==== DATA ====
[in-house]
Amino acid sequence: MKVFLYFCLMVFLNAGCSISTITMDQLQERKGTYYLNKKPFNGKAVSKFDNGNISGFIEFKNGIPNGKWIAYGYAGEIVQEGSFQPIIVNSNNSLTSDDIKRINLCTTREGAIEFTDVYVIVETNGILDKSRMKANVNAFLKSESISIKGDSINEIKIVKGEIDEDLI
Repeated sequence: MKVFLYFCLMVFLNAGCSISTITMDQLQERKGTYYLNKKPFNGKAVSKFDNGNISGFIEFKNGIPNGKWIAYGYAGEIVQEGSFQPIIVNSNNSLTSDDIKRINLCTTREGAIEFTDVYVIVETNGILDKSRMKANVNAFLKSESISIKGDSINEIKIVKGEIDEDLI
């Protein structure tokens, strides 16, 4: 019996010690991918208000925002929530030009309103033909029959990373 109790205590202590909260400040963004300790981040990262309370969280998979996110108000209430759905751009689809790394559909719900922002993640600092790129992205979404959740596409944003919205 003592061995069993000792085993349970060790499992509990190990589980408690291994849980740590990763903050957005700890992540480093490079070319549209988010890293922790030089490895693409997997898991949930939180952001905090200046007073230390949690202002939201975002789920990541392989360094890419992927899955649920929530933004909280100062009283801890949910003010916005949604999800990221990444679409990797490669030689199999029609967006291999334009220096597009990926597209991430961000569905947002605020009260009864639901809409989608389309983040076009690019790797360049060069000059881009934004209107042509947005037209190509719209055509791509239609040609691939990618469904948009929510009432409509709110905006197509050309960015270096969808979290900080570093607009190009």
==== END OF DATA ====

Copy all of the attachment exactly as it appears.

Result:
[in-house]
Amino acid sequence: MKVFLYFCLMVFLNAGCSISTITMDQLQERKGTYYLNKKPFNGKAVSKFDNGNISGFIEFKNGIPNGKWIAYGYAGEIVQEGSFQPIIVNSNNSLTSDDIKRINLCTTREGAIEFTDVYVIVETNGILDKSRMKANVNAFLKSESISIKGDSINEIKIVKGEIDEDLI
Repeated sequence: MKVFLYFCLMVFLNAGCSISTITMDQLQERKGTYYLNKKPFNGKAVSKFDNGNISGFIEFKNGIPNGKWIAYGYAGEIVQEGSFQPIIVNSNNSLTSDDIKRINLCTTREGAIEFTDVYVIVETNGILDKSRMKANVNAFLKSESISIKGDSINEIKIVKGEIDEDLI
């Protein structure tokens, strides 16, 4: 019996010690991918208000925002929530030009309103033909029959990373 109790205590202590909260400040963004300790981040990262309370969280998979996110108000209430759905751009689809790394559909719900922002993640600092790129992205979404959740596409944003919205 003592061995069993000792085993349970060790499992509990190990589980408690291994849980740590990763903050957005700890992540480093490079070319549209988010890293922790030089490895693409997997898991949930939180952001905090200046007073230390949690202002939201975002789920990541392989360094890419992927899955649920929530933004909280100062009283801890949910003010916005949604999800990221990444679409990797490669030689199999029609967006291999334009220096597009990926597209991430961000569905947002605020009260009864639901809409989608389309983040076009690019790797360049060069000059881009934004209107042509947005037209190509719209055509791509239609040609691939990618469904948009929510009432409509709110905006197509050309960015270096969808979290900080570093607009190009």